To qualify for federal protection, a trademark must be: (A) used in commerce, (B) sufficiently distinctive, and (C) not likely to cause consumer confusion.
In order to meet the “use in commerce” requirement, you must genuinely use the trademark in connection with goods or services. The use must be more than a “sham” or “warehousing” to be considered a use in commerce. You can not attempt to use the trademark just to register the trademark.” Displaying the trademark in the sale or advertising of the goods or services meets the use in commerce requirement. The following examples, by themselves, would not be genuine use in commerce: registering a domain name, registering as a business entity with a State’s Secretary of State, or printing business cards that are not distributed.
A trademark is only eligible for trademark protection if it is distinct enough from the underlying services that it represents. The four categories of distinctiveness, in order from least to most distinctive, are: (1) generic, (2)descriptive, (3) suggestive, or (4) arbitrary or fanciful. Generic and descriptive trademarks are not protectable; while on the other hand, “suggestive” and “arbitrary or fanciful” trademarks are.
A “generic” trademark is merely the word for the good or service itself, and cannot function aa s trademark. For example, using CLOTHES as a trademark for a company that makes or sells clothes would be generic. Next, a “descriptive” mark identifies a good’s characteristics or quality, including function or effect. Descriptive marks are only protectable if the term becomes distinctive from the applicant’s goods in commerce (see “acquired distinctiveness”). For example, using FLATSCREEN for a television manufacturer would be descriptive. Next, a “suggestive” term suggests a good’s particular characteristics, but unlike a descriptive term, requires the consumer to exercise their imagination in order to draw a conclusion as to the nature of the goods and services. An example of a suggestive trademark would be using HABITAT for a home furnishings company. Finally, “arbitrary or fanciful” trademarks are completely unrelated to the goods or services they represent. An example would be using APPLE to describe a computer company.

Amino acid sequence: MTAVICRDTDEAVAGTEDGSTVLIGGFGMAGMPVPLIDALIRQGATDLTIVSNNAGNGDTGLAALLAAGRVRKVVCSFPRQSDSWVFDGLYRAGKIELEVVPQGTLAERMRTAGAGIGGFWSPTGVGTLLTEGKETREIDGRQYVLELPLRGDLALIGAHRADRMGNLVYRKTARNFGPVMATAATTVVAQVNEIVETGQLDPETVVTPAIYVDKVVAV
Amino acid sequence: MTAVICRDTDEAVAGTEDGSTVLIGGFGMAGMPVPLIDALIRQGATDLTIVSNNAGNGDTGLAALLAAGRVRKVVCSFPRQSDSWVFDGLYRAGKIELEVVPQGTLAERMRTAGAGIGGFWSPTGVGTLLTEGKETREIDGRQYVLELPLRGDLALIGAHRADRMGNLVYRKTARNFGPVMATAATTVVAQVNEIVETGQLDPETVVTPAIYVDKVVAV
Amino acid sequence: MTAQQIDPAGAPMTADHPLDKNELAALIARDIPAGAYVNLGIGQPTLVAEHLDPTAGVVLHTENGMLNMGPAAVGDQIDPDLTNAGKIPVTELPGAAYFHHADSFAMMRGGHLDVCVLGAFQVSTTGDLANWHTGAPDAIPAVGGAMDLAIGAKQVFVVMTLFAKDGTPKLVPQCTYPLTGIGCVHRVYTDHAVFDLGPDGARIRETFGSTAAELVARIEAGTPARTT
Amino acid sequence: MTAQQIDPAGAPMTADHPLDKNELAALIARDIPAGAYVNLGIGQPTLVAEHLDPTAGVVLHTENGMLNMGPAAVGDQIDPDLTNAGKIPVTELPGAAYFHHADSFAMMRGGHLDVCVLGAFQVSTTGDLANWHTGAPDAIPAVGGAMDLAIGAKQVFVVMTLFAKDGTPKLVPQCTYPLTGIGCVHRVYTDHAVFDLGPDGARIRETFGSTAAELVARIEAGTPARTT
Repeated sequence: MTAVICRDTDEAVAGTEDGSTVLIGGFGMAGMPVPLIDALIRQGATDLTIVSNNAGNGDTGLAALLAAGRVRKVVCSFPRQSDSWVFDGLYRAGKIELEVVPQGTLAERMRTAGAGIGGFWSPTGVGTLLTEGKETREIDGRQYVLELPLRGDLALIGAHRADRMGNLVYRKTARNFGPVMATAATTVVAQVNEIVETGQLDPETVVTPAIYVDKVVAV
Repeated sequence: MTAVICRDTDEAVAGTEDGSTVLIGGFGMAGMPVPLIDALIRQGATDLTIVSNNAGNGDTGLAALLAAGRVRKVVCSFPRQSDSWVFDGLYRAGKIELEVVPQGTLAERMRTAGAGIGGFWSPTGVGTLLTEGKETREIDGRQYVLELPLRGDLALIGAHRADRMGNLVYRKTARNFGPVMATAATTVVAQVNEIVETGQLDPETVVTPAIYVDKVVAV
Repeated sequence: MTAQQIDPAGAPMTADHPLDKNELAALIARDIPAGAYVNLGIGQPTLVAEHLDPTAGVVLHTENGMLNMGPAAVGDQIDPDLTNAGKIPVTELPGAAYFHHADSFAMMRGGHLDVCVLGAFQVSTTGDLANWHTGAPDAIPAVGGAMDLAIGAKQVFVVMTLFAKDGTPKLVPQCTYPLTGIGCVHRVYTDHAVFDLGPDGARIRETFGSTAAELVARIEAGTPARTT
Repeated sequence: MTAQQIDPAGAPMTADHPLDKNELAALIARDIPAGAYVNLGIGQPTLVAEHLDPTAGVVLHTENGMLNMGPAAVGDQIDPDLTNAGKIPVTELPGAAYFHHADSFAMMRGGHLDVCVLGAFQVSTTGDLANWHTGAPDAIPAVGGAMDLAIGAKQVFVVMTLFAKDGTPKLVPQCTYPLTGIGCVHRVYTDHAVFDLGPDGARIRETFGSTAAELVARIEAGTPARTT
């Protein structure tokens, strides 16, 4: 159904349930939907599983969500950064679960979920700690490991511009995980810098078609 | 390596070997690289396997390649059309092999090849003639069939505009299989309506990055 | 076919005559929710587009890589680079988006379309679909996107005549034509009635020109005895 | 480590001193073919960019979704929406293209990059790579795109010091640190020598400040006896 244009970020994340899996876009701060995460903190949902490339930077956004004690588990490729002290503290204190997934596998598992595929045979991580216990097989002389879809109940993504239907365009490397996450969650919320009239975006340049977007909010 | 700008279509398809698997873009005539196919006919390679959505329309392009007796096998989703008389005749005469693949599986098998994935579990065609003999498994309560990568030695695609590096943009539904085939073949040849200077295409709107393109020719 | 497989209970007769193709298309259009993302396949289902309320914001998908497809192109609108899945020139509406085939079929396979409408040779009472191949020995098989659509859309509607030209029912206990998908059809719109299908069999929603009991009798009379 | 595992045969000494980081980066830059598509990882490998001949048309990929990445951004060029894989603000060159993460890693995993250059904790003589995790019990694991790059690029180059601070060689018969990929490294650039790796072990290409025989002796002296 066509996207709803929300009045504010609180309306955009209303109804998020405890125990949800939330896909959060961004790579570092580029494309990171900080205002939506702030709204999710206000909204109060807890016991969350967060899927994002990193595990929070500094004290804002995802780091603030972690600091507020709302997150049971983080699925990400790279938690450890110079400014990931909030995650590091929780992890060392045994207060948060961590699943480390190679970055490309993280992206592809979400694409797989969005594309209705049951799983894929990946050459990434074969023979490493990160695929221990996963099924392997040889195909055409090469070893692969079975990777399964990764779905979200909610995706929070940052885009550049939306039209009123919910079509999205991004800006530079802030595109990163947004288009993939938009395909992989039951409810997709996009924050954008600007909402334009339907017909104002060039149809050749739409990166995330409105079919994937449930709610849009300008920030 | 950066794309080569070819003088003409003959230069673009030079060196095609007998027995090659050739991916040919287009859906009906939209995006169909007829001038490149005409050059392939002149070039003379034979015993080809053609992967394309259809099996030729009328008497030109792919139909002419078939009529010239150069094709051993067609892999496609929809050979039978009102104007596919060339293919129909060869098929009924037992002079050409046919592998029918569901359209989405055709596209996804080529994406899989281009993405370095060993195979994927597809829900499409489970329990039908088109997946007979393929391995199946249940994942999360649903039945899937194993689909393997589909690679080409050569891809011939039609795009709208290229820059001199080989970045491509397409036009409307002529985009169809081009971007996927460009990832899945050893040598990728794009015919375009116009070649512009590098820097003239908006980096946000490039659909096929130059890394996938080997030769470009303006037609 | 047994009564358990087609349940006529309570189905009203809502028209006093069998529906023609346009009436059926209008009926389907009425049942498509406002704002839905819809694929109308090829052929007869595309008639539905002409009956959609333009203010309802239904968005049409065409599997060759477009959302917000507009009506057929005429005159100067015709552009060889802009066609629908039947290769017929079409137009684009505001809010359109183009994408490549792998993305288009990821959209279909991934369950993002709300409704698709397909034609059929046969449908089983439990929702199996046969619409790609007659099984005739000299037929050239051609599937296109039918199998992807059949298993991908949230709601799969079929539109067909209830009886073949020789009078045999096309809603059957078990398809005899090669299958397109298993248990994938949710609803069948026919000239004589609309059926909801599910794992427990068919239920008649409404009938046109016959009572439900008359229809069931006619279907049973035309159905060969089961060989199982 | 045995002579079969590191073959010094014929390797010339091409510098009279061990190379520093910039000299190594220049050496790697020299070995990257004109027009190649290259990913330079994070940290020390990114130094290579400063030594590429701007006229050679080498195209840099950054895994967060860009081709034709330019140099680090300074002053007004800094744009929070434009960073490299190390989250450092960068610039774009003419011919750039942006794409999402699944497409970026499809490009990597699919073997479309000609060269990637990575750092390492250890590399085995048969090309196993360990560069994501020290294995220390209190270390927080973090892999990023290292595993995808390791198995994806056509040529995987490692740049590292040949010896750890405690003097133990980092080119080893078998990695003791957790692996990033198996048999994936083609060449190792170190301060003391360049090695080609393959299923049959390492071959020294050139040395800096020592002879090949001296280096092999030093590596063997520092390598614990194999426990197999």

If a trademark is confusingly similar to another registered trademark that provides similar services, the USPTO will refuse to register the confusingly similar trademark. The central question is, whether the similarity of the trademarks is likely to confuse consumers about the source of the products or services. In determining the likelihood of confusion, courts look to the following eight factors for guidance: (1) similarity of the trademarks; (2) similarity of the underlying services; (3) strength of the mark; (4) marketing channels used; (5) degree of care likely to be exercised by consumers; (6) owner’s intent in selecting its mark; (7) evidence of actual confusion; and (8) likelihood of expansion in product lines. The more similar the marks, the greater the likelihood of confusion, and the more similar the goods and services, the easier consumers are confused about the source of the goods or service.
If you are registering a trademark, checkout our trademark registration guide.